I grab a small snacks and continue my race. The course started to run on the steady uphill, flat uphill, which was run on the back of the mountain. This section between aid station 1 and 2, it felt like running over a long switch back of the mountain, with 2 a couple of switch back on a steep hill. At the second sharp turns after the aid station 1, I saw 3 figures moving fast running up the hills. I suddenly remember that this course had moose lurking around. So I stopped and yelled at the runner (I think it was the second female at that time), that we should be careful. And it ended up a bunch of elks was running around. By the time I got into the short steep switch back, I started to catch up with guys, but I let the second female behind me to pass, my ankle started to feel funny.
At the second aid station, I told them my situation but I also let them know that I would like to finish the race. And they were okay with it with a grimace face. I guessed I might had been running like a walking death. They also told me the sweeper of 50 miler just in front of me, and if something goes wrong I could let her know, since the sweeper had radio. I passed her right after the first turn, She encouraged me with the old saying “you are looking good”. I hate when people saying that on the race, when I know I am on the brink. But I did know she meant good, so I thanked her. After a mile or two, I got out from the shades of trees. After a sharp turn, the course became more expose and running on the dry all wheel drive road. It was a little uphill, but at that point I could not put more pressure on my ankle, so I just walked it up. When I got to the end of uphill, on the edge of the turn where it faced an amazing scenery, I met a couple of youngster who was enjoying the view with brews. They were cheering on me, and offered me a beer. So I drank with them for a minute, I could not run anyway, so why not. Then the course was getting more rocky, and I had a big problem with every step. When I get into the top of the mountain, I saw the race crew there. I told them I am done that I could not put weight on it. They asked me to sit down at the sofa (oh yes they had sofa at the top of the mountain), and one of the crew started to wrapped my ankle so I could make it to the aid station. In normal day, I would be howling over this technical downhill, leaping over a rock one after another like a kid in the kindergarten. In this real life, I was barely walk normal, I just wished it would not be a broken bone. On the other hand, it was kinda funny that leaping it down faster felt easier. When I hit the bottom of it, it was a smooth dirt trail, less a mile from the aid station.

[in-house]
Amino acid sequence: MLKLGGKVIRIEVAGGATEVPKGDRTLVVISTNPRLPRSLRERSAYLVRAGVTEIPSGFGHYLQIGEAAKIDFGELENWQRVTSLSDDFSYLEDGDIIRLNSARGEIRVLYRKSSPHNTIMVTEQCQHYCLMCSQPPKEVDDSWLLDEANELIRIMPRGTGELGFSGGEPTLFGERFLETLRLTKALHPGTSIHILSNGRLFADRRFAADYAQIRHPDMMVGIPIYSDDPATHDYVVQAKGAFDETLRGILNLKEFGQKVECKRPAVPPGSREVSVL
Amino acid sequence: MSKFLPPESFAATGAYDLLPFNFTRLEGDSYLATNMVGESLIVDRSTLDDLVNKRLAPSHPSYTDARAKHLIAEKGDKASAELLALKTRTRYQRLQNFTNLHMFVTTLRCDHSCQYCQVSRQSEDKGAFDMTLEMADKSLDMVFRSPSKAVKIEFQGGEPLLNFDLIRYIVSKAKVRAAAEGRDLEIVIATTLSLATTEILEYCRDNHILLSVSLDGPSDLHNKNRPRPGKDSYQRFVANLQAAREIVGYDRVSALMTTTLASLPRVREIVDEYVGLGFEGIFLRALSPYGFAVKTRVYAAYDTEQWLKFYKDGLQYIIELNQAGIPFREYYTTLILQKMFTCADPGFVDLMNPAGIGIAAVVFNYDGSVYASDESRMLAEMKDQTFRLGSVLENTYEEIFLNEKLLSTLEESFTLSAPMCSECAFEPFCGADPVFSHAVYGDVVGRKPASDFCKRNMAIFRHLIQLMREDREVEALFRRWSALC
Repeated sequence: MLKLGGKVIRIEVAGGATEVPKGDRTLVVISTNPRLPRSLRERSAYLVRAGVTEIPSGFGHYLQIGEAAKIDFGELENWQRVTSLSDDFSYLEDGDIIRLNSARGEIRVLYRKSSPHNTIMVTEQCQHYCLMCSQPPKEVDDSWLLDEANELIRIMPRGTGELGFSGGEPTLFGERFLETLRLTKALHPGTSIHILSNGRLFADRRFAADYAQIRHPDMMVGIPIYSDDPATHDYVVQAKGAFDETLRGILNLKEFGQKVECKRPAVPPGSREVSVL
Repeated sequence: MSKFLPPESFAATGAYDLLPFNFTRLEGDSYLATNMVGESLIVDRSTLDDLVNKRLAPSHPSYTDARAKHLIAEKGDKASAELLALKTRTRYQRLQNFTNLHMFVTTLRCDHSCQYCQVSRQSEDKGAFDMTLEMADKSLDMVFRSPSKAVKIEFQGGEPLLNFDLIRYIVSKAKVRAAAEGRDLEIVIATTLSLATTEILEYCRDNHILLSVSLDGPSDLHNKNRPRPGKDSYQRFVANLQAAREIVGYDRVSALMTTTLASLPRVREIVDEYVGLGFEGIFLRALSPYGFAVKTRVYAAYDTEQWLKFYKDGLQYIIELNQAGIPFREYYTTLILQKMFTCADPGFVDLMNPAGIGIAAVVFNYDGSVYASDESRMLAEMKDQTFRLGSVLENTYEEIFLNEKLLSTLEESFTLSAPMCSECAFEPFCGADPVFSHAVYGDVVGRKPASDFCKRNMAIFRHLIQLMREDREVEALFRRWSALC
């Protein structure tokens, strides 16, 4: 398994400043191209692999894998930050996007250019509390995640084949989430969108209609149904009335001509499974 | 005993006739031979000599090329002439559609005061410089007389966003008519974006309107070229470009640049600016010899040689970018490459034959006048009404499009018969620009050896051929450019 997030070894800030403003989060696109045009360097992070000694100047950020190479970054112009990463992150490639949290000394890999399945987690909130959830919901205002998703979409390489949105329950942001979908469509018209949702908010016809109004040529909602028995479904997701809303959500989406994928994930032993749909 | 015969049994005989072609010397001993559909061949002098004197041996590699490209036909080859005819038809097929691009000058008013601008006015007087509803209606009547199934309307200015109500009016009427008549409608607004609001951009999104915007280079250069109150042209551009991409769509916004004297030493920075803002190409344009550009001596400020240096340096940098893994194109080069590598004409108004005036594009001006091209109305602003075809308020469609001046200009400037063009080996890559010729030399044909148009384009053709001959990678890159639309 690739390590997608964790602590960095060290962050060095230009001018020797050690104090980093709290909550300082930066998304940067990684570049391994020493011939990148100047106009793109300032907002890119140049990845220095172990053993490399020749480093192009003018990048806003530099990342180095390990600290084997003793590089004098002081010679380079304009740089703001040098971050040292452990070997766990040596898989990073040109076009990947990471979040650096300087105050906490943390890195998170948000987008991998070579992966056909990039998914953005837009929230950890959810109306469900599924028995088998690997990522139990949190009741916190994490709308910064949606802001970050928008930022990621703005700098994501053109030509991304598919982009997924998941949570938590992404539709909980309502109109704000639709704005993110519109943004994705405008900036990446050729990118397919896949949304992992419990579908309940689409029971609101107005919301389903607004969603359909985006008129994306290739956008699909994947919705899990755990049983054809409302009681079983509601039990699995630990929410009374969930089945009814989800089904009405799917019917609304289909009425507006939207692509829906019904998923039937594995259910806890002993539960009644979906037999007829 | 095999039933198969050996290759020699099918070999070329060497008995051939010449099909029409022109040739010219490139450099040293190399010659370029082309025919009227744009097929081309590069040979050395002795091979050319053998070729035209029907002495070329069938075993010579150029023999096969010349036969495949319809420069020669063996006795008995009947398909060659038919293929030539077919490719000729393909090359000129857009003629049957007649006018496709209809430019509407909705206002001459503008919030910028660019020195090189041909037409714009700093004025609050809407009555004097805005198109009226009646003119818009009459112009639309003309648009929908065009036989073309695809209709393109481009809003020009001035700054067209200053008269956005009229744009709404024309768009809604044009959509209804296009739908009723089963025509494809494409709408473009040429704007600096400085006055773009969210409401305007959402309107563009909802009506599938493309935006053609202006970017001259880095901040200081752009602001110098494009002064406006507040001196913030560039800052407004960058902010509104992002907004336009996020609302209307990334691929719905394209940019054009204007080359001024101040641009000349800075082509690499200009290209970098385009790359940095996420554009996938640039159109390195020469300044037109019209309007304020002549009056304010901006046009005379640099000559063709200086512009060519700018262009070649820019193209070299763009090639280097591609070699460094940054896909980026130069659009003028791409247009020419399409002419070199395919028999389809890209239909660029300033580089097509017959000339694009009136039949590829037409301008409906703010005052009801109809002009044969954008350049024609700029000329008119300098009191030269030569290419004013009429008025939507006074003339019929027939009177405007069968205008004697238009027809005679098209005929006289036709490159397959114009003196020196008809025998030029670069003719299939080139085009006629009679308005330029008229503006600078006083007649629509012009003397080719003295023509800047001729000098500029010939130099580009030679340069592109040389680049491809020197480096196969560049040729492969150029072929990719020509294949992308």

I stopped my journey on that aid station (15.6 miles), I was trying to be smart not to make my ankle getting worse for my next weekend Grindstone 100. It was very upsetting but at least I did get the best part of the race.  And I got a chance to volunteer after the race. I had been a fun birthday weekend, though without a finisher smile